loribeth said...

Oh my gosh. I read about this in the morning paper -- however, the story I read mentioned the adoption, but not the loss that preceded it. Typical...!!

My heart just goes out to him & to him family. :(

Sue said...

Wow. Tears.

Throughout my life, I've struggled with depression. I never, ever considered suicide. It never really occurred to me until last year. And not so much wanting to die, as not wanting to live, not like this. I try not to think about what might have happened if I had not gotten help when I did.

Having a rough time, lately, and trying to feel grateful for what I do have. I have a lot.

I am grateful.

And yet. I understand.

*Interesting how the article saved the loss for last. Also, I wonder if it had been a woman who had killed herself, if the story would be structured similarly.

G$ said...

I'm glad they saved it for last, for the footnote. Too many stories about death driving people (usually crazy DB mothers) to suicide.

I feel for him and his family. We can never understand the pain, but as you say we can feel empathy.

M's youngest brother committed suicide at age 18. It's left such a profound mark on his large family. But mostly it left sadness that none of them ever really knew his pain.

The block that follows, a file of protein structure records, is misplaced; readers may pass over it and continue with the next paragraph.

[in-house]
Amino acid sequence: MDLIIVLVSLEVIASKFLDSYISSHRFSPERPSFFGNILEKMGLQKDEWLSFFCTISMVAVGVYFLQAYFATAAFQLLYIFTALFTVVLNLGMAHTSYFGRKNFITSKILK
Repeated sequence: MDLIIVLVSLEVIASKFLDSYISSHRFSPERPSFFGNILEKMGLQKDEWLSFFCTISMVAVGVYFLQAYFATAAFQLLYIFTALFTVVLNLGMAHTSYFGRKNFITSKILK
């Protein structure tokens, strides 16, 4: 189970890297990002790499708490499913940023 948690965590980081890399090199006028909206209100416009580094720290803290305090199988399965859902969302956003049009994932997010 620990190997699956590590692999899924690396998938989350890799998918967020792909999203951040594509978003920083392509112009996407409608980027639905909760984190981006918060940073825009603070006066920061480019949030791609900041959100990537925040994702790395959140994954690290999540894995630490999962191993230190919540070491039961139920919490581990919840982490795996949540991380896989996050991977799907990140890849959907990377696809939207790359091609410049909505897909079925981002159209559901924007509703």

Aunt Becky said...

My heart is heavy.

c. said...

How awful, Tash. Just. how. awful.

Which Box said...

What a story. And then what a footnote.

Beruriah said...

Me too.

And yes, I suppose I have considered suicide. But many people in my family actually tried it, and I have not. Yet I feel that precipice, and wonder.

k@lakly said...

It's strange isn't it, the perspective and how it is all a matter of it. I'm speechless. I can't even imagine choosing to leave my child(ren) and yet to him it seemed the better option. How do you even begin to wrap your mind around that?

loribeth said...

I read this in the paper today. The story just gets sadder & sadder the more I learn:

"But he was also a father wracked by depression and grief after his baby girl, Lara, died of a rare heart condition in 2006. He and his wife, Teresa, adopted another baby eight months ago, but Mr. Enke was terrified his new daughter would be taken away if anyone found out about his depression, his wife revealed yesterday."